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Hello, Edward here,

This time I thought I would talk about the importance of the warmup when riding and provide some top tips to help perfect yours,

The warmup is very important when riding, when done correctly it can have a huge benefit on the horses way of going. Here are my top tips on getting the most out of the warmup:

1. When you first get on try and think about what you have planned and warm up your horse accordingly. As warming up for cross country is going to be different than dressage, for instance.  Really concentrate on getting the horse off your leg and focussed on you. This can be done via transitions, changes of rein and arena figures.

2. Once the horse is responding to your aids start to work your way down the scales of training.

Rhythm should be both:

1. Regular, that is correct for each pace. In the walk there should be four hoof beats – in a marching time. In the trot there should be two hoof beats – the legs move in diagonal pairs plus a moment of suspension when all legs are off the ground. In the canter there should be three hoof beats – only one diagonal pair move together and there is a moment of suspension.

2. The same tempo (speed of the rhythm) with a pronounced beat to it. The horse should not speed up or slow down whether he is going around a corner or on a straight line, whether he is lengthening his strides or shortening them.

This can be done in all paces, really concentrate on keeping the rhythm throughout transitions and ensuring the horse isn’t being lazy or too fast.

  • Suppleness The aim is that the horse’s muscles have tone and are free from resistance, his joints are loose and he does not tighten against the rider’s aids. The muscles that are really important are those over the top line from the hind legs over the quarters, loins, in front of the wither and up to the poll. The test of whether a horse is supple and working ‘through’ the back and neck is that when the rein contact is eased (as in a free walk) the horse wants to stretch forward and down and not try to hollow and lift his head.1

This can be improved via stretching, shallow loops, circles, serpentines and some lateral work so try to incorporate these. One of the main points to note when warming up is to do equal on each rein.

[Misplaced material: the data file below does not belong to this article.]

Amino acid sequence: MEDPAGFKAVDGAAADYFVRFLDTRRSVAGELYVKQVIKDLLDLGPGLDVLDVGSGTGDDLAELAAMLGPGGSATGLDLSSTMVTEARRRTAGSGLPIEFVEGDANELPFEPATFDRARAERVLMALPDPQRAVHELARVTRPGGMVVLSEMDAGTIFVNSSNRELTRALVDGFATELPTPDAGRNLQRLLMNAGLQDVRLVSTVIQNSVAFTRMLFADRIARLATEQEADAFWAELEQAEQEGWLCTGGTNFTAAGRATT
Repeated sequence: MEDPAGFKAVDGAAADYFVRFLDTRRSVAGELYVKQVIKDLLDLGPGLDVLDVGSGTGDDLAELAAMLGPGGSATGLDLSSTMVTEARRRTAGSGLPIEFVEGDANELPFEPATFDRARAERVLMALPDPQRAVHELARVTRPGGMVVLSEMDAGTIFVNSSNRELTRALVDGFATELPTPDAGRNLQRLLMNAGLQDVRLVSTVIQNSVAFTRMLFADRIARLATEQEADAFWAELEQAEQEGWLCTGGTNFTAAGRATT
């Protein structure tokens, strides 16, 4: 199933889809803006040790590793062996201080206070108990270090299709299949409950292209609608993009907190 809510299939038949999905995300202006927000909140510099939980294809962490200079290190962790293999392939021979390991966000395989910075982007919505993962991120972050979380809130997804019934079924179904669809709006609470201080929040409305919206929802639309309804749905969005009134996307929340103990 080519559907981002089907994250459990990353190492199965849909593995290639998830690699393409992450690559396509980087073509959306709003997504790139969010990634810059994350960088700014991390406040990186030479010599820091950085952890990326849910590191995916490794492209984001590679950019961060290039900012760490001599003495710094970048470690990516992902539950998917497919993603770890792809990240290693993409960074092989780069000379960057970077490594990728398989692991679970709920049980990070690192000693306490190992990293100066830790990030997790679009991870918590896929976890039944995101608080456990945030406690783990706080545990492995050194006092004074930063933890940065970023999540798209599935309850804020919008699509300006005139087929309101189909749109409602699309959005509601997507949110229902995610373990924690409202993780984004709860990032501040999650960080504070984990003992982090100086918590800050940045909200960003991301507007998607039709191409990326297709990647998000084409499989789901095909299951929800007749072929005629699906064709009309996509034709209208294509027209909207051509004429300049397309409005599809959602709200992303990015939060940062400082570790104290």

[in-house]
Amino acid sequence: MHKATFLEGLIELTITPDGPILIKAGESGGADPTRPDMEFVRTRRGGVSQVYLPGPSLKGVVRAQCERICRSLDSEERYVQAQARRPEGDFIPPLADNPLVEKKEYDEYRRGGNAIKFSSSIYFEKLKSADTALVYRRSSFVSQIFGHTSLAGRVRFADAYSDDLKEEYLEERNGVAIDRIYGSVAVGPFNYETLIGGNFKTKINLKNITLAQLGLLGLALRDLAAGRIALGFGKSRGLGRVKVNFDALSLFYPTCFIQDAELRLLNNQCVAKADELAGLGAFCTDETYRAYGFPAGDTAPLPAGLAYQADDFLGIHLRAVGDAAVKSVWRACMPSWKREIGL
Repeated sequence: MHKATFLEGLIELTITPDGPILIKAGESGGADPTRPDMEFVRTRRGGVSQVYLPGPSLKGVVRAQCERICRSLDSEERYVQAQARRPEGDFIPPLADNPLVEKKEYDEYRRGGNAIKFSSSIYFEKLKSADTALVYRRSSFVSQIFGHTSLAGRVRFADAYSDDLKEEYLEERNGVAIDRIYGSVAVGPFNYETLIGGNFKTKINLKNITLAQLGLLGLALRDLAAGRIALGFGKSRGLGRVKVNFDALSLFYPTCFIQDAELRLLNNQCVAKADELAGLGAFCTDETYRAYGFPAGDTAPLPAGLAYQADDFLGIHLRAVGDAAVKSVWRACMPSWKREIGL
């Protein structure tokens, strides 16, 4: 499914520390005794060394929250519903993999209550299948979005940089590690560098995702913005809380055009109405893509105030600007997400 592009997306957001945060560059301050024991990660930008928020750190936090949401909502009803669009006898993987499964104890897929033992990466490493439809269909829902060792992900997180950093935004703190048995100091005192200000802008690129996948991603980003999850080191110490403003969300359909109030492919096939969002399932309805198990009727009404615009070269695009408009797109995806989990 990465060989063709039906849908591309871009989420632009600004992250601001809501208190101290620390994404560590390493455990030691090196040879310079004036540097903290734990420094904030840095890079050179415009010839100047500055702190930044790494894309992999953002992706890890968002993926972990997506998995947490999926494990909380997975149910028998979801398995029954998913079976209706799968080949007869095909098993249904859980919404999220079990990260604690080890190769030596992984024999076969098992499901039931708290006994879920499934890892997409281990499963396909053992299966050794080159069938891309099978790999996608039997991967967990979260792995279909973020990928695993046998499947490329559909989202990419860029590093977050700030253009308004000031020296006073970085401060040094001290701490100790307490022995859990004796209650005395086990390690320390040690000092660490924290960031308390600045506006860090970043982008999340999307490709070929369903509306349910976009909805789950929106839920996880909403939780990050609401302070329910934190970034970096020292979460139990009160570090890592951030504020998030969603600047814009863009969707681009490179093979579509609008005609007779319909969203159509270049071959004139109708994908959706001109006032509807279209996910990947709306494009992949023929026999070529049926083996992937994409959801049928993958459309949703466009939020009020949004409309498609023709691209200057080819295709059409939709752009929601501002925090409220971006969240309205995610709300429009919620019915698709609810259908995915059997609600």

• Once you have worked on both rhythm and suppleness you can now focus on achieving a better contact. Note for the previous two you still need to have a good contact however it isn’t the main focus so if it’s not perfect don’t worry until this stage.

Contact The ideal contact is a light, even, elastic feel in both reins and this is achieved by aids from the legs and seat, not the hands. The legs are applied as a driving aid, the horse steps under more and works ‘through’ those muscles along his top line – over the back, neck, through the poll and to the bit. The rider feels the energy thus created in the reins. When the contact is established in this way the horse’s outline and steps will be ‘round’ not hollow, and in the trot and canter springy and not flat. The horse’s hindquarters and forehand are connected by that band of muscles over the top line and the rider can feel this in his hands as there will be a lively forward tendency in the reins. The horse is then said to be ‘connected’.

Really focus on getting the horse to work into the contact from behind, as the definition focuses on stepping under, energy and with a connection from the hindquarters to the forehand.

  • The next one is Impulsion. This is the contained power of the horse. It is created in the hindquarters by getting him to take more energetic steps, to place his hind legs further under his body, and it is contained by the rein contact that stops him from using up this extra energy to simply go faster. Any resistance, tightening of muscles, ligaments and joints, will block this energy getting through so he must be supple and connected to be able to build up real impulsion. Riders aim to create enough impulsion to develop the horse’s ability and to show off his athleticism but not so much that it cannot be controlled. The skill of the rider is to create as much energy as can be contained without the horse starting to pull or speed up.1